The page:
Woman Suffrage in Wyoming Territory. Scene at the Polls in Cheyenne Digital History ID 2400|
Credit: Library of Congress
Media type: engraving
Museum Number: LC-USZ62-2235
Annotation: In 1869, The Wyoming territory became the first section of the United States to extend suffrage to women since New Jersey rescinded laws allowing women to vote in 1807 (which had been in place since 1776). Wyoming's decision was shortly followed by legislature passed in the Utah Territory later that year allowing Women in Utah the opportunity to vote. As response to the legislature passed in Wyoming and Utah, the United States Congress passed the Edmunds-Tucker Act (1877). The Act, written primarily to curb the practice of polygamy among members of The Church of Jesus Christ of Latter-day Saints, also known as The Mormons.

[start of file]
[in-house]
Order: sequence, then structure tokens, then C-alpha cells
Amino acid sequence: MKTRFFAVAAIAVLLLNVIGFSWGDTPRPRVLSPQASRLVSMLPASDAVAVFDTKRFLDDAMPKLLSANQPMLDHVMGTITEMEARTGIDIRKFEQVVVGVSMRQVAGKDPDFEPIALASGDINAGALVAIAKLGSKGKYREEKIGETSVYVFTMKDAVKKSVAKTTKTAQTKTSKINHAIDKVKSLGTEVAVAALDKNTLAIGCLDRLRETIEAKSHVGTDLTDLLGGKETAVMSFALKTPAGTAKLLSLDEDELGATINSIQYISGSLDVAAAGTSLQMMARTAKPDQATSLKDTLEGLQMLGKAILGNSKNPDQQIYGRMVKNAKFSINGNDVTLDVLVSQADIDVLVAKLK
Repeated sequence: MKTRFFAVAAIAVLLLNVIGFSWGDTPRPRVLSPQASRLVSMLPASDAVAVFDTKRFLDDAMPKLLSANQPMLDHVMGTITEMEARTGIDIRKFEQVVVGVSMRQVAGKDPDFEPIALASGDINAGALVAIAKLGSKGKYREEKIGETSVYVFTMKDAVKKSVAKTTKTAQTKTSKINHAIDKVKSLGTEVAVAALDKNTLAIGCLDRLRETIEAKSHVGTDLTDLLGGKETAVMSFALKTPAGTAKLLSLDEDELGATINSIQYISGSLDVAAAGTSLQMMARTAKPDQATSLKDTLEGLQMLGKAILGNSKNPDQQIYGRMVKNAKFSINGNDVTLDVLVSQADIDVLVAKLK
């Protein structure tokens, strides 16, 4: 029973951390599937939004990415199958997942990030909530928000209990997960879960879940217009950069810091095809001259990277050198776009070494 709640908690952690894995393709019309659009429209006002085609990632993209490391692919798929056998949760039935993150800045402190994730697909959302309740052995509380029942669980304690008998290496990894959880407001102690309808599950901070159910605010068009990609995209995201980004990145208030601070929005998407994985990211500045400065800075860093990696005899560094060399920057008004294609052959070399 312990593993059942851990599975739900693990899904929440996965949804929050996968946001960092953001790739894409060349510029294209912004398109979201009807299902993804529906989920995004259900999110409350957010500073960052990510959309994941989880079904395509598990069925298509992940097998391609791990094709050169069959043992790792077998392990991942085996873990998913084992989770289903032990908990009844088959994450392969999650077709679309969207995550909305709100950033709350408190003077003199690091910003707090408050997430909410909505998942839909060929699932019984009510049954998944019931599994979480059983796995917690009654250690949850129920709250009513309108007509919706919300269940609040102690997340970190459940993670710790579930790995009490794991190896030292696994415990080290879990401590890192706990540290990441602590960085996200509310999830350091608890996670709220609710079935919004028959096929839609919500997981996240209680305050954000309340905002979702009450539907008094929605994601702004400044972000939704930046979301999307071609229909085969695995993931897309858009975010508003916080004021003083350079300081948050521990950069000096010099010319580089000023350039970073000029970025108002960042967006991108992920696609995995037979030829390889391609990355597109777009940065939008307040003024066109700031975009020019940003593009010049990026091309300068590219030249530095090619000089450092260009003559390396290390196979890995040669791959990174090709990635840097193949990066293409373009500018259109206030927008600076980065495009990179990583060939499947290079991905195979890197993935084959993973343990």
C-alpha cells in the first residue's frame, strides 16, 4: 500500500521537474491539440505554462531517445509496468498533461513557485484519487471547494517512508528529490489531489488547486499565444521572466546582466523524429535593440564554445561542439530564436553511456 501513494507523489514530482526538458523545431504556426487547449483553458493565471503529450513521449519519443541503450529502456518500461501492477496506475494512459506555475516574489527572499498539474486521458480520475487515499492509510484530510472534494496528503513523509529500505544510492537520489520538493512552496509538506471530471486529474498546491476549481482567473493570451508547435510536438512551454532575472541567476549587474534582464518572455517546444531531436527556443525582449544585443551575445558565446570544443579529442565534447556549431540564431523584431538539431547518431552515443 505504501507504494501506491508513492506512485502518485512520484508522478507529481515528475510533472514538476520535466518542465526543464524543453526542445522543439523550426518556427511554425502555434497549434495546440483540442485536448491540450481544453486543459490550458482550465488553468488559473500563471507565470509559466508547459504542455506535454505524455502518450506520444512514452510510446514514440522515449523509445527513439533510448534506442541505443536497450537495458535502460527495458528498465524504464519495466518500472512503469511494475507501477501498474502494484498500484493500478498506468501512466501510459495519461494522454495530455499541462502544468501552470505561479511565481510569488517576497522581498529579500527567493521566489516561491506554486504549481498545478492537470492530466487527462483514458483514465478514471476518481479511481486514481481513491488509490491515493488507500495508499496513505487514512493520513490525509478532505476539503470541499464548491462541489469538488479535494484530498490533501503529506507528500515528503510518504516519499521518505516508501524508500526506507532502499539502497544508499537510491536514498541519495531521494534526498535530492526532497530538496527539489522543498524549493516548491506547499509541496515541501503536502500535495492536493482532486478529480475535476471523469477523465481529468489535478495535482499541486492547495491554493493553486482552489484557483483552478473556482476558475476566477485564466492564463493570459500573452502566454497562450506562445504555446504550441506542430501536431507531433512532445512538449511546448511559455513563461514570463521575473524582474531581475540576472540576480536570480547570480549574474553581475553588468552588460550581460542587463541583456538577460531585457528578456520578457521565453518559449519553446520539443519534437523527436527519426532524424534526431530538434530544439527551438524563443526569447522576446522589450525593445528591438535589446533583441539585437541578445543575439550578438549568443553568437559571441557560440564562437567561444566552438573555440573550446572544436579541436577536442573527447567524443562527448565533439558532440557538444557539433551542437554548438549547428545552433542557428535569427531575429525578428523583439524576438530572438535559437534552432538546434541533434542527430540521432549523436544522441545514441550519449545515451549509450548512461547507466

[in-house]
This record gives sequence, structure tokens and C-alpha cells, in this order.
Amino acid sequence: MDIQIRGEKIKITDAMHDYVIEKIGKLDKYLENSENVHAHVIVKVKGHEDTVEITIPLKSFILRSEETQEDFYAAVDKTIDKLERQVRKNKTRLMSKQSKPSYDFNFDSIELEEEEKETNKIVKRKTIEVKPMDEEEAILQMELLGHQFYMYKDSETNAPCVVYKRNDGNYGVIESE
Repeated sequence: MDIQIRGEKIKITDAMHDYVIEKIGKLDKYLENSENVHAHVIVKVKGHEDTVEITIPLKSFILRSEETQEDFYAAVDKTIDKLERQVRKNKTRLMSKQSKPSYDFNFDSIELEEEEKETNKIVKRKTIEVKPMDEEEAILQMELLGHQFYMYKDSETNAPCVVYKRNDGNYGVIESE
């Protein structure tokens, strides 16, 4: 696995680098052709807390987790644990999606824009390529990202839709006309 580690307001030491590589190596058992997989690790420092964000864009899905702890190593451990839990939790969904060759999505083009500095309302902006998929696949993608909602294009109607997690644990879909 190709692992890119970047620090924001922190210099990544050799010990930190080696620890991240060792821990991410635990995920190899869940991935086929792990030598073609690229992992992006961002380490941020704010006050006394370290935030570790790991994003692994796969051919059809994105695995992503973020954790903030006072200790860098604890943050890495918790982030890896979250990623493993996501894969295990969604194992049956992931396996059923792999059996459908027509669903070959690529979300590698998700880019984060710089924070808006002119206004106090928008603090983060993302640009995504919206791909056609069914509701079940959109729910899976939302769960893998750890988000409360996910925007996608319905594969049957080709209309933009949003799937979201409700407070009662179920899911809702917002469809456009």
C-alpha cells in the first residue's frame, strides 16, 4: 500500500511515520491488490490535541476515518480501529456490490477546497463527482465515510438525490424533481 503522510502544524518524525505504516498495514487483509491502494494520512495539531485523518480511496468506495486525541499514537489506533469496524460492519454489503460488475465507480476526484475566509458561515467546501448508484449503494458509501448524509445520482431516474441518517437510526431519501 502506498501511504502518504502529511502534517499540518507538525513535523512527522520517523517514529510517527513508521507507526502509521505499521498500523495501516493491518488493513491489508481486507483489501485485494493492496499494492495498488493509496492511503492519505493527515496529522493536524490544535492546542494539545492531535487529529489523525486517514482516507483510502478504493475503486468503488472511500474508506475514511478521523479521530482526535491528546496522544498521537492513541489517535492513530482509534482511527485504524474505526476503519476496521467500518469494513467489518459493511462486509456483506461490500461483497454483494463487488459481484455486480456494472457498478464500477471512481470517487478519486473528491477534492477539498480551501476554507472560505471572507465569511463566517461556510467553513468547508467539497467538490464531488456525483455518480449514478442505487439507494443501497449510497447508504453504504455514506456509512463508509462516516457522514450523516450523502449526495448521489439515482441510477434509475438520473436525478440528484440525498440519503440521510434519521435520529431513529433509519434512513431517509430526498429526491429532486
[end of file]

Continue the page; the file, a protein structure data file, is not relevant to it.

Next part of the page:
Although individual states would attempt to grant suffrage to women after 1877, it was not until 1920 that women were granted the right to vote in federal elections, uder the Nineteenth Amendment to the Constitution of United States.
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